From: Thursdays & Fridays, 6:00-7:30am
The Breakfast Program, formerly known as the Caring Committee Feeding Program, is among Central Synagogue’s longest ongoing social justice projects. Originally conceived and implemented by longtime congregant Nat Shapiro in 1983, the Breakfast Program was started in response to Mayor Koch’s outcry for New York City’s religious institutions to respond to an exploding homeless and hungry problem. Today, many clients of the Breakfast Program are working poor who greatly appreciate and regularly rely on the warm, nutritious start to their day.
Currently, our volunteers are helping to distribute pre-made sandwiches and other “to-go” items from the doors in front of the Pavilion entrance. Social distancing is observed and a contactless pickup system for the food has been arranged.
From: Monday–Friday, 8:00–8:15 am
All are invited to join us each morning Monday through Friday on Zoom.
For the link, please email [email protected].
Location: Virtual—live on Central's Facebook page
From: Tuesdays & Thursdays, 12:00–12:30 pm
Join us on Tuesdays and Thursdays at noon for this great chance to connect virtually in-person with Central’s clergy team. A different member of our clergy team—or a special guest!—will share a favorite text, a new piece of music or arrangement, answer questions, or even lead a short cooking segment.
Tuesday, April 13: Rabbi Nicole Auerbach speaks with Naftuli Moster of Young Advocates for Fair Education (Yaffed) about his advocacy to improve general studies education for Hasidic and Haredi children, enabling them to learn secular knowledge and skills alongside traditional curricula of Judaic studies.
Thursday, April 15: Join Rabbi Ross for his conversation with autistic advocate and Wandering Jews of Astoria board member Meredith Nicholson about the importance of Autism Awareness and Acceptance month and what meaningful allyship with autistic people looks like.
To join us online for this program, simply visit Central Synagogue’s Facebook page.
From: 1:00 pm - 2:00pm
Take 1, 2, or 3 virtual tours with Mike Hollander, a well-loved Israeli-Canadian educator and tour guide on many Central trips, including our most recent 10X Chai trip to Israel. Tours will explore Jewish travel in Spain, Poland, and Russia.
Zoom Link information will be sent to registrants 24 hours before each lecture.
May 7th, 2020:
“The Golden Age of Jewish Life in Sepharad/Spain - Guide for the Perplexed”
For centuries, the Jewish community of Spain was one of the world’s most significant. It’s creative achievements in the arts, sciences, literature, medicine, diplomacy, etc. were unprecedented for a Diaspora community, largely because of the interaction and integration of the Jewish community in Muslim Spain. All this ended during the same year that Columbus set sail to discover America. What is the legacy of this important community? We will visit some of the more important Jewish centers, including Córdoba, the birthplace of Maimonides, Granada, home of the beautiful Alhambra Palace, where Ferdinand and Isabel issued their expulsion order, as well as the beautiful synagogues of Toledo. The presentation will also touch upon the complexity of minority/majority relations, the tension between integration and assimilation, and celebrating the rich legacy of Sephardic Jewry.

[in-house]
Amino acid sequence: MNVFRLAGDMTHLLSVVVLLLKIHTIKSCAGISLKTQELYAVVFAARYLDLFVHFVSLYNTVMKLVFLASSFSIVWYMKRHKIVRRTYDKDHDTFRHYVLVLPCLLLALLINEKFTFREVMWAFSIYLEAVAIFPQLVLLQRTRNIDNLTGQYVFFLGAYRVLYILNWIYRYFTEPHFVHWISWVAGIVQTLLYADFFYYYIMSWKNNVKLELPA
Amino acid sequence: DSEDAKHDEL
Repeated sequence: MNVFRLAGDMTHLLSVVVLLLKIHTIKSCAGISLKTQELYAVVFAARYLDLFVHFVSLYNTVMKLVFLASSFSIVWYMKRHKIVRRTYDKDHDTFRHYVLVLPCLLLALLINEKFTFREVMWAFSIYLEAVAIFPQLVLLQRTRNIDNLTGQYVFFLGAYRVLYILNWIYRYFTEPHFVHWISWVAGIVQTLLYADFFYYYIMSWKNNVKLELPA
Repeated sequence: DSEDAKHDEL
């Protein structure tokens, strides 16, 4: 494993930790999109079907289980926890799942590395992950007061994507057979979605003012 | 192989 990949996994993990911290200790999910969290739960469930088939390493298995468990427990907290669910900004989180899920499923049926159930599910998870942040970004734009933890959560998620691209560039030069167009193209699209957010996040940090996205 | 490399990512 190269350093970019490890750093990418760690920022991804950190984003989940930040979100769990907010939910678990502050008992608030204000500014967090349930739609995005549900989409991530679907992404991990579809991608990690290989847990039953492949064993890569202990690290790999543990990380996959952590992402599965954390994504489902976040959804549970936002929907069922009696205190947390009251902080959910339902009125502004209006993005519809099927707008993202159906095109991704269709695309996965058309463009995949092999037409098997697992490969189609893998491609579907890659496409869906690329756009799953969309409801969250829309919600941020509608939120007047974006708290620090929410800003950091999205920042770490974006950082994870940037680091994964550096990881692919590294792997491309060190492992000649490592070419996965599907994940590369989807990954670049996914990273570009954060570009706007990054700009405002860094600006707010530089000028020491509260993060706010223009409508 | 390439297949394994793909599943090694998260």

May 14th, 2020:
“Poland - the Epicenter of the Ashkenazi World in 1939”
In 1939, this country was the epicenter of Ashkenazi Jewry. So many of our Jewish ideas and so much of culture comes from this here, in which 10% of the pre-WWII population was Jewish. This virtual journey will go to Warsaw, Krakow, and Auschwitz-Birkenau, and will touch upon 3 central themes - 1,000 years of Jewish life in Poland, the period of the Shoah from 1939-45, and the complicated post-WWII to the present period of resuscitation of Jewish life in Poland, as well as the strengthening of ties between Israel and Poland.
May 21st, 2020:
“Russia: St. Petersburg and Moscow - The Pale and Beyond”
Many Ashkenazi Jews say that their parents/grandparents/great grandparents came from ‘Russia,’ however, most likely they didn’t! Jews - by and large - were not allowed to live in what is today the Russian Federation (including St. Petersburg and Moscow) until 1860. From that period until the Russian Revolution in 1917, this area was an anvil of Jewish creativity. In addition, major events here - including the assassination of Czar Alexander II in 1881, the Russian Revolution, the Great Patriotic War (WWII), the Cold War, and Glasnost - had a tremendous impact on the Jewish population in this part of the world. They also had a profound impact on North American Jewry. This journey will visit these cities and examine how these events have and continue to impact Jewish identity in these places, as well as in North America and Israel.
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